Too Many Commitments

Commitments - AdobeStock_552193642Do you or your spouse find yourselves overly committed to doing things outside of your home (especially during the holidays)? Do you have a hard time saying, “No” to others who ask you to do things for them which, you really don’t have the time? In other words, are you saying, “yes” more times than you should, adding more and more commitments onto your schedule? If so, you aren’t the only ones! It’s a common struggle.

As Drs Les and Leslie Parrott say, “So much of our marriage can be consumed with just ‘doing life.’ And it’s true!

A while back, a woman asked us what to do because her spouse was over-committed (especially at their church). He apparently couldn’t say, “no” to anyone else except her. (At least that’s what she perceived.) She was lonely for her husband’s companionship and didn’t know what to do. Unfortunately, this is a universal problem.

So, in light of this, the following is an edited version of what I (Cindy) wrote to her. We hope it will help those of you who are also struggling with this dilemma. But please note that if you’re a husband dealing with a wife who has taken on too many commitments, please read on and just change the pronouns to apply the advice given. Both wives AND husbands deal too often with this problem. Here’s what I wrote:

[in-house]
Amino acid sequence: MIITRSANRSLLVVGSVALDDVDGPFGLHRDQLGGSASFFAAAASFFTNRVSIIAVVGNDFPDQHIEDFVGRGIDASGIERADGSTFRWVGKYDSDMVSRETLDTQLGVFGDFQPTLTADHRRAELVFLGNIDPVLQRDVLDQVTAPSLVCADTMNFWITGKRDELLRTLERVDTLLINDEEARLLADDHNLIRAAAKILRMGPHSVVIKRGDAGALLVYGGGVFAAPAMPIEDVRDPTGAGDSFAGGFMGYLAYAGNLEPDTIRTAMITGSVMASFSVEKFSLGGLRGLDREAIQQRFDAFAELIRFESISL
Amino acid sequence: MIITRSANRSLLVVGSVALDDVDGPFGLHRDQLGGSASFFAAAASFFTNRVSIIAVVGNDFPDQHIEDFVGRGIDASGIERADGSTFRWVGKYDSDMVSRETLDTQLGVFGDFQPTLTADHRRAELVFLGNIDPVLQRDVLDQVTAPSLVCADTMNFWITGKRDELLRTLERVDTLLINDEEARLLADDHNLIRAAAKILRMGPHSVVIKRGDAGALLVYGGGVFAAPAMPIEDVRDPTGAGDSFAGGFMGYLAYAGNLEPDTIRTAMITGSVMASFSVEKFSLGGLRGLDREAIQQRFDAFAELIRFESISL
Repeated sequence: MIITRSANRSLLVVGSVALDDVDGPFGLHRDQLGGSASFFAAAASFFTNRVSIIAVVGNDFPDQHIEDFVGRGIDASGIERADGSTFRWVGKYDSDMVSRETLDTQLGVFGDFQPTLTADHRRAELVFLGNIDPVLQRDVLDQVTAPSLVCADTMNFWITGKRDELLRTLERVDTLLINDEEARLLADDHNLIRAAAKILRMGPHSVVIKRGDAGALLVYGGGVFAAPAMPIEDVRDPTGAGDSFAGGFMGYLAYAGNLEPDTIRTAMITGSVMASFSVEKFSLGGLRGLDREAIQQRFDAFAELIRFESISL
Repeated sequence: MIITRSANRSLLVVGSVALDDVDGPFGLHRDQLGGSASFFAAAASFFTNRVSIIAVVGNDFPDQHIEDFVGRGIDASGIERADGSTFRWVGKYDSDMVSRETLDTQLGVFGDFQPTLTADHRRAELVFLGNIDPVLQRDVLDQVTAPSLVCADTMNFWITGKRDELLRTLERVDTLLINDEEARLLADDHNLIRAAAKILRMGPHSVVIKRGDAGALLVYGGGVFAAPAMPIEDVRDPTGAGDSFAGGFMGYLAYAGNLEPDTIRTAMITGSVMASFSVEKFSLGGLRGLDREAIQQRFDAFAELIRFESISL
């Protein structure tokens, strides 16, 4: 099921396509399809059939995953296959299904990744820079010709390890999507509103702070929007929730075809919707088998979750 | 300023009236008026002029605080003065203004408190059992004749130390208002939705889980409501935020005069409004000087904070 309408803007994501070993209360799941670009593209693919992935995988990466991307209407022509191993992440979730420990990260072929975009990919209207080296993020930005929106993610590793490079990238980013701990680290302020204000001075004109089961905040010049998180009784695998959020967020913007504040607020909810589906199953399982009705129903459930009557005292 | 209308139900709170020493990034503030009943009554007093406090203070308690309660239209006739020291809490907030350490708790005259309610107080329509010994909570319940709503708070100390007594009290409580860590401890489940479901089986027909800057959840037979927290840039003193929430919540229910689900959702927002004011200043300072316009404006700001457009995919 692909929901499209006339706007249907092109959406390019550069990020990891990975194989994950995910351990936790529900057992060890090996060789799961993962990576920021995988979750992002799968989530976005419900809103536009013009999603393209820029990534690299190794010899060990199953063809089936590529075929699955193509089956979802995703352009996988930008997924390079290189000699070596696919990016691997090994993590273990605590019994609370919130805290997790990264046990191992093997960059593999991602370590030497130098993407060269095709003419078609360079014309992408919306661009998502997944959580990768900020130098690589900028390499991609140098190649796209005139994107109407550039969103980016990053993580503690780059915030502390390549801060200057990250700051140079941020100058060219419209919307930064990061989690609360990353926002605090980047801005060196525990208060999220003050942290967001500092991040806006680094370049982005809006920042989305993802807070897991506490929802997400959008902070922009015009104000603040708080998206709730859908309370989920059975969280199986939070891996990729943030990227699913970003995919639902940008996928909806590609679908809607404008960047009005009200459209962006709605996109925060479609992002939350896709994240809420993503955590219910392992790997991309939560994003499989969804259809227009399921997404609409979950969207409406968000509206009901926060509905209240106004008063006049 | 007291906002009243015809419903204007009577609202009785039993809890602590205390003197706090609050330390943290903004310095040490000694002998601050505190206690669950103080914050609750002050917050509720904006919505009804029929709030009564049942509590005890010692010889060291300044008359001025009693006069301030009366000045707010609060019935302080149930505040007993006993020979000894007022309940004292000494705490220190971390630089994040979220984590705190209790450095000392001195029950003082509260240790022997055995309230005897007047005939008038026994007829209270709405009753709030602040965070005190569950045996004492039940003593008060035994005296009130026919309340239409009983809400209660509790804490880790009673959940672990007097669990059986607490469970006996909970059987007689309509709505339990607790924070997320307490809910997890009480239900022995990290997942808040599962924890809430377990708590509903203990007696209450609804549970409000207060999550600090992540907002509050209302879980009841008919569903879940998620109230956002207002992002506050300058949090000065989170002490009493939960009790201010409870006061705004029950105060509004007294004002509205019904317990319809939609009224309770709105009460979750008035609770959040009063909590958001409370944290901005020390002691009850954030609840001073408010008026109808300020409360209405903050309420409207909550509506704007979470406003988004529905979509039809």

Too Many Commitments?

We want you to know that we understand what you’re going through because this is a problem we’ve faced ourselves. Actually, I was primarily the one who had the harder time saying, “no” to others than did my husband Steve (although, he often had the same problem). The REAL problem was we had too many good choices open up to us to do; and we didn’t always make the wisest choice. This is what your spouse is facing.

Your husband is probably a wonderful person (which is why you fell in love with him in the first place). But he doesn’t fully comprehend the problems he’s causing in his marriage by saying, “yes” to others as often as he is. That was my problem. It’s also a dilemma others are facing in the same situation. The needs are great and many of us enjoy helping others. Additionally, we see that we’re capable of doing a good job. But it’s important to note that when we say, “yes” to meet someone else’s need we’re sometimes saying, “no” to meeting our family’s needs. It’s important to know that just because we CAN do something, it doesn’t mean we SHOULD do it.

From the Bible we can see (in Luke 10) that Jesus commended Mary over her sister Martha because she chose the “best.” They also faced the dilemma of having too many good choices presented to them. They could either feed and tend to those who were there, or spend time sitting at the feet of Jesus. At that moment in time, sitting at Jesus’ feet, was the best choice. Often, in today’s world, we’re also faced with making good and “best” choices.

Commitment Choices

Think about how many choices Jesus Christ had to make. He had throngs of people yanking at Him from every side to help them. And yet even HE took time to back away. He did this to spend time with His disciples, friends, and His family —especially His Father. If Jesus could do that, then we need to take notice. We must practice that same kind of restraint in how we use our time, as well.